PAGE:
We love to share our work with the public and this usually happens here, on our website. We often host events at the end of a project to celebrate those who taken part and also as a platform to share what might have been made along the way. This Autumn, as we come to the closing phase of our 3-year Esmee Fairbairn project The Art of Transformation, we have begun to widen the audience with whom we share our practice.
In October we co-organised a networking event at the ATrium, University of South Wales with Rea Dennis. We have worked with Rea and her students for many years, so it is a natural partnership. Rea was interested in finding ways to develop a network for community-based artists in Wales. We were all able to reflect on how difficult the job of community artists can be, especially if you are working as a solo practitioner, without affiliation to any larger organisation. At Valley and Vale, we wanted to find other practitioners with whom we could celebrate our work, as a way of initiating a professional dialogue that might develop into further opportunities for publishing our work and also creating collaborative projects in the future.
The event was very successful. Both Ali Franks and I presented on some of the projects we have been doing this year, and explored some of the challenges and reflections we discovered from the work, which we thought might be common to other practitioners. Rea also contextualised the work we all do, and brought in some of the academic discourse around this practice. Each presentation was followed by an open-table discussion, which all practitioners fed into. There are hopes that this network might be able to be further developed in the coming months and years to benefit any performance-based artists working with communities in Wales.
The second event I attended this season was the Platforma Festival for Refugee Arts, organised by Counterpoint, held on the 1st of November 2013 in Manchester. The festival spanned three days with a variety of workshops, talks, discussions, exhibitions and performances. The people who attended and presented were a variety of artists who experienced the refugee experience themselves, and also artists and organisations who work with refuges all around the UK.
My presentation reflected on Voyage, a project we did with three African women last year, which ended with three short film portraits. You can view the films on our website. I also ran a workshop as part of the presentation in which I asked participants to go on a short walking journey with someone they didn’t know in silence. When they reached an unplanned ‘destination’ each person would share a story or a thought with the other, before returning in silence again to the room. The aim for the activity was to begin to explore the ways in which we listen to others and ￼the ways in which, as humans, we often want to ‘know’ the other person. This might be called appropriation.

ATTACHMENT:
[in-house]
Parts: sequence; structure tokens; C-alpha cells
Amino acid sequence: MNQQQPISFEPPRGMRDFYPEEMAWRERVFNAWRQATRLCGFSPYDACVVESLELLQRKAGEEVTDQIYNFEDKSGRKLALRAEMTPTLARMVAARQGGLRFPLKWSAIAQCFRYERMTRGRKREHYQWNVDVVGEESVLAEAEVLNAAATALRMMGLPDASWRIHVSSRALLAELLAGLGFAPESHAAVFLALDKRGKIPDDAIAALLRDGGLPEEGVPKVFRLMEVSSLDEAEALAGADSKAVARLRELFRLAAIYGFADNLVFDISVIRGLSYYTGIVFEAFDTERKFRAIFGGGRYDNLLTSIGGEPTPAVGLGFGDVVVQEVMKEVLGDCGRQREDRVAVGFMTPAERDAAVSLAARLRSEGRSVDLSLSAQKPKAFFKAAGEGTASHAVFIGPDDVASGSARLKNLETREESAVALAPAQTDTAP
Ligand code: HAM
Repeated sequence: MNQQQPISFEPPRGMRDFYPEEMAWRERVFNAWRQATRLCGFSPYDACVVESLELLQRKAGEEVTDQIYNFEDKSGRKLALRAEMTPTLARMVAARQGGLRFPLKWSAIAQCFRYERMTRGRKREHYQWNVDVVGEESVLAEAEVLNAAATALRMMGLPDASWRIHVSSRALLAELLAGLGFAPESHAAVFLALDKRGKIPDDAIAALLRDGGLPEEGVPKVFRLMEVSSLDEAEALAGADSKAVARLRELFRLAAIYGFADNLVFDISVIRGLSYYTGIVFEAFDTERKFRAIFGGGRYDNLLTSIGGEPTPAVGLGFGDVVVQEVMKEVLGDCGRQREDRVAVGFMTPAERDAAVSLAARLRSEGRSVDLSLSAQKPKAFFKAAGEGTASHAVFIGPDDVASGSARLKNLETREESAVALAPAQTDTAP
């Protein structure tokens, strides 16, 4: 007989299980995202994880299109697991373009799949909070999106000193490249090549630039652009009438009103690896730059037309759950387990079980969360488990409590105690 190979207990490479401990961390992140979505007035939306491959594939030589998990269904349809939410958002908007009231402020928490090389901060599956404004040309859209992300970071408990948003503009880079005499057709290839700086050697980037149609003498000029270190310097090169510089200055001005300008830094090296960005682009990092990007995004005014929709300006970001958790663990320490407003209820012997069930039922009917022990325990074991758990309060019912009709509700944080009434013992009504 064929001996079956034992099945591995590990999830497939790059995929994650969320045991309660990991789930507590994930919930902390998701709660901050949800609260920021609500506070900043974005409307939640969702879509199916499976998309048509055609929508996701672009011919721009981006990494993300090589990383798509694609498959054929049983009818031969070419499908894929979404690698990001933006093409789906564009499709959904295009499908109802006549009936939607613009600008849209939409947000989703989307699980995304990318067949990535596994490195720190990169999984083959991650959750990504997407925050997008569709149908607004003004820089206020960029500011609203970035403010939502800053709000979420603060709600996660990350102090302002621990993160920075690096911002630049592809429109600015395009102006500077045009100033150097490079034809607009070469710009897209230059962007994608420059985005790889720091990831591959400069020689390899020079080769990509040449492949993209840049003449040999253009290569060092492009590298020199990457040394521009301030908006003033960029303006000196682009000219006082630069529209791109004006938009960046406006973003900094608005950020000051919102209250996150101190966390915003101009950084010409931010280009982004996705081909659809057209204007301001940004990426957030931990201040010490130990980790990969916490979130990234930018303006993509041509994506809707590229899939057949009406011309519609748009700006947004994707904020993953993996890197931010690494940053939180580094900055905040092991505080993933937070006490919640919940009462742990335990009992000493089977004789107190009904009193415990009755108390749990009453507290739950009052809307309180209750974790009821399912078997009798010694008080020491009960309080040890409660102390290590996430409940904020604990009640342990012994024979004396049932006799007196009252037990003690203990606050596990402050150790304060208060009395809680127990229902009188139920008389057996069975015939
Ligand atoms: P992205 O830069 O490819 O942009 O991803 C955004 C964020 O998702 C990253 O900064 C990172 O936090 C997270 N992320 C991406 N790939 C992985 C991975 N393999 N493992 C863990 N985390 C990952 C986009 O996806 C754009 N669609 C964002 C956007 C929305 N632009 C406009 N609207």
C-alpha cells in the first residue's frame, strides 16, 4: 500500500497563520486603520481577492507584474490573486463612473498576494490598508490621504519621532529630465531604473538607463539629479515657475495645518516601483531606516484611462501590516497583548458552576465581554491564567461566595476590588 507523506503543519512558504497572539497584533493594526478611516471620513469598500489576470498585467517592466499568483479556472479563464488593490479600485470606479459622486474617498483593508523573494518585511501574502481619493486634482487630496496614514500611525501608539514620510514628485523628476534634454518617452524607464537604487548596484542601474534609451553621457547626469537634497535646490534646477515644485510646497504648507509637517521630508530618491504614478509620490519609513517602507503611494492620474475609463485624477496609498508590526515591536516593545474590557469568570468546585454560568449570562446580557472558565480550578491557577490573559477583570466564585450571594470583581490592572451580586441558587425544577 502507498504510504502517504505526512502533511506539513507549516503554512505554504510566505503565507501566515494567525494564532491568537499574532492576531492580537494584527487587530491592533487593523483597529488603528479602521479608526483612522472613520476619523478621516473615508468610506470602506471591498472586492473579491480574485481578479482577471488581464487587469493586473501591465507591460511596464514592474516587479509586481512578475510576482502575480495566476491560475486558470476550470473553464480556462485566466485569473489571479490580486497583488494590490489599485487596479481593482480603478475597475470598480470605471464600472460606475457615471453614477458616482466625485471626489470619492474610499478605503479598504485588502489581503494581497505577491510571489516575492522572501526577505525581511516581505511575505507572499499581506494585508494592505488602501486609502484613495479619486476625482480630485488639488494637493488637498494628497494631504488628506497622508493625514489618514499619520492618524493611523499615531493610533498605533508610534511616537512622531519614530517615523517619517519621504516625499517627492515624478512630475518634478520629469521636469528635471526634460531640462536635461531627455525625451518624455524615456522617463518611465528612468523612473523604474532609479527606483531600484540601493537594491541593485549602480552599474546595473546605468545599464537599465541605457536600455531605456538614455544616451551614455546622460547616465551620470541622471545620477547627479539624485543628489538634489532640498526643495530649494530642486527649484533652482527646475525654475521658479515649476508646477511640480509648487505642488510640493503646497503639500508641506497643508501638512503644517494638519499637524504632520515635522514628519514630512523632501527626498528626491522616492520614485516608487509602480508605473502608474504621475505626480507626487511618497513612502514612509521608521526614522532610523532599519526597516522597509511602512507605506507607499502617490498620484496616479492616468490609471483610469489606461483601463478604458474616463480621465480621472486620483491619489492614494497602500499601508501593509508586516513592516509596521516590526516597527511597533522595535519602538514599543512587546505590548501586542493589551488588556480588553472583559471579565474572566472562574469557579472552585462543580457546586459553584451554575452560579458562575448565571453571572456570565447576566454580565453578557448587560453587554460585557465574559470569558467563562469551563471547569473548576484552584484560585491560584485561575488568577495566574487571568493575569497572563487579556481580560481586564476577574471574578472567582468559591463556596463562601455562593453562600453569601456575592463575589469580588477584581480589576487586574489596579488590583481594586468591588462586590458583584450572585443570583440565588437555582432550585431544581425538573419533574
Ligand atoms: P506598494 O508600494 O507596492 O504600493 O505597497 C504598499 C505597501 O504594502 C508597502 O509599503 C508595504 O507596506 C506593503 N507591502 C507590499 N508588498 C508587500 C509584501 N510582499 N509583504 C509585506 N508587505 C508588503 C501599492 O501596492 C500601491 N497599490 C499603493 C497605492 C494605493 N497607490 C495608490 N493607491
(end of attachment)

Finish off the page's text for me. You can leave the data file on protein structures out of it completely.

Our Voyage films seek to do the opposite of this: the way they are filmed, suggest we can never really know the other. Each woman’s film is shot in a location which is familiar to us perhaps (always near water), but it is not their ‘own’. Until the final closing shot in which each woman turns to face the camera, all other shots are either profile, medium or long shots. The interviews which made up the text do not document each woman’s journey to the UK, but instead are based on the emotional journey through love, pain, hope, death, healing.
The films were well received and the ensuing discussion raised some interesting points of debate: what is the responsibility and ethics of working with refugees (and I would say any community group)? Can the artist have an aim for the work? Should all community-based work come from the communities themselves?
Sharing our work in these platforms allows us to see what we do in new, expanded ways, which is healthy and important for us. It gives us deeper insight into the nuances and subtleties of the work, and ultimately supports our growth as artists and facilitators on future projects.